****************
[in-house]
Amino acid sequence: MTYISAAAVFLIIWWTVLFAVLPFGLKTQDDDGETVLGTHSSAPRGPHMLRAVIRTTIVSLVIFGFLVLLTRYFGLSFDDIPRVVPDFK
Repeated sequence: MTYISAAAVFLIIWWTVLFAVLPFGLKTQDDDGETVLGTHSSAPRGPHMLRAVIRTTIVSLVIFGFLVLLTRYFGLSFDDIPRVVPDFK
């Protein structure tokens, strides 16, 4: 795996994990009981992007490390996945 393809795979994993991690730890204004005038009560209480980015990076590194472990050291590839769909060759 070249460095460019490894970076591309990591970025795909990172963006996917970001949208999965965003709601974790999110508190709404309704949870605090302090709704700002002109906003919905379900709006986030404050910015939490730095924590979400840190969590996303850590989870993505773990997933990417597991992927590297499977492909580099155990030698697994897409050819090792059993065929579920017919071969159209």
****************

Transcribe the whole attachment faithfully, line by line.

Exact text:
[in-house]
Amino acid sequence: MTYISAAAVFLIIWWTVLFAVLPFGLKTQDDDGETVLGTHSSAPRGPHMLRAVIRTTIVSLVIFGFLVLLTRYFGLSFDDIPRVVPDFK
Repeated sequence: MTYISAAAVFLIIWWTVLFAVLPFGLKTQDDDGETVLGTHSSAPRGPHMLRAVIRTTIVSLVIFGFLVLLTRYFGLSFDDIPRVVPDFK
């Protein structure tokens, strides 16, 4: 795996994990009981992007490390996945 393809795979994993991690730890204004005038009560209480980015990076590194472990050291590839769909060759 070249460095460019490894970076591309990591970025795909990172963006996917970001949208999965965003709601974790999110508190709404309704949870605090302090709704700002002109906003919905379900709006986030404050910015939490730095924590979400840190969590996303850590989870993505773990997933990417597991992927590297499977492909580099155990030698697994897409050819090792059993065929579920017919071969159209």